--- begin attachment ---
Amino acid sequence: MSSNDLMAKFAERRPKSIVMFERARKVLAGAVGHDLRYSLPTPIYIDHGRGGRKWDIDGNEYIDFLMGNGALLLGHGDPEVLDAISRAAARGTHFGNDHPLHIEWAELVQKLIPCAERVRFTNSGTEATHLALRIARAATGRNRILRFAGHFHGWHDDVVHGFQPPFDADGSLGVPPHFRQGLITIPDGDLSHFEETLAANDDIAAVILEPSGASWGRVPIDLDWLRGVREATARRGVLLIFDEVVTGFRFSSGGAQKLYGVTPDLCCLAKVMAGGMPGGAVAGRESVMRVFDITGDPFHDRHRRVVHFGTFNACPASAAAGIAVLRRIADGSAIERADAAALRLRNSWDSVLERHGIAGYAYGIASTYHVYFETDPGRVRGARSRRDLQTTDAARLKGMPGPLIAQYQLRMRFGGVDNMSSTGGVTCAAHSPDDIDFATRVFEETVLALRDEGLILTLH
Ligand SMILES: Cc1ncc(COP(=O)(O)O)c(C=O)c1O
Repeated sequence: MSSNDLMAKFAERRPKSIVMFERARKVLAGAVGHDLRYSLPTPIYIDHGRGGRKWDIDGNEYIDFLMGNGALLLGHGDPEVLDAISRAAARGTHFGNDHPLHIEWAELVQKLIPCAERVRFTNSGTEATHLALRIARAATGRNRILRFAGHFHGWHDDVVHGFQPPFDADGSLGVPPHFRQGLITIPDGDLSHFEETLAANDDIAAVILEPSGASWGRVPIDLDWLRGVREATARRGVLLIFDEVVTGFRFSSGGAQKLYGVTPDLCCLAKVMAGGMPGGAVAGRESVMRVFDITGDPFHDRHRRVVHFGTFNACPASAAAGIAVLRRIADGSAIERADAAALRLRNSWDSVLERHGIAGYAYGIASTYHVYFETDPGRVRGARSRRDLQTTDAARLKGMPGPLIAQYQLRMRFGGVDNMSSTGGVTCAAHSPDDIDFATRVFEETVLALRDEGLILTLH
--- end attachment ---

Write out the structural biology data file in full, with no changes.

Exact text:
Amino acid sequence: MSSNDLMAKFAERRPKSIVMFERARKVLAGAVGHDLRYSLPTPIYIDHGRGGRKWDIDGNEYIDFLMGNGALLLGHGDPEVLDAISRAAARGTHFGNDHPLHIEWAELVQKLIPCAERVRFTNSGTEATHLALRIARAATGRNRILRFAGHFHGWHDDVVHGFQPPFDADGSLGVPPHFRQGLITIPDGDLSHFEETLAANDDIAAVILEPSGASWGRVPIDLDWLRGVREATARRGVLLIFDEVVTGFRFSSGGAQKLYGVTPDLCCLAKVMAGGMPGGAVAGRESVMRVFDITGDPFHDRHRRVVHFGTFNACPASAAAGIAVLRRIADGSAIERADAAALRLRNSWDSVLERHGIAGYAYGIASTYHVYFETDPGRVRGARSRRDLQTTDAARLKGMPGPLIAQYQLRMRFGGVDNMSSTGGVTCAAHSPDDIDFATRVFEETVLALRDEGLILTLH
Ligand SMILES: Cc1ncc(COP(=O)(O)O)c(C=O)c1O
Repeated sequence: MSSNDLMAKFAERRPKSIVMFERARKVLAGAVGHDLRYSLPTPIYIDHGRGGRKWDIDGNEYIDFLMGNGALLLGHGDPEVLDAISRAAARGTHFGNDHPLHIEWAELVQKLIPCAERVRFTNSGTEATHLALRIARAATGRNRILRFAGHFHGWHDDVVHGFQPPFDADGSLGVPPHFRQGLITIPDGDLSHFEETLAANDDIAAVILEPSGASWGRVPIDLDWLRGVREATARRGVLLIFDEVVTGFRFSSGGAQKLYGVTPDLCCLAKVMAGGMPGGAVAGRESVMRVFDITGDPFHDRHRRVVHFGTFNACPASAAAGIAVLRRIADGSAIERADAAALRLRNSWDSVLERHGIAGYAYGIASTYHVYFETDPGRVRGARSRRDLQTTDAARLKGMPGPLIAQYQLRMRFGGVDNMSSTGGVTCAAHSPDDIDFATRVFEETVLALRDEGLILTLH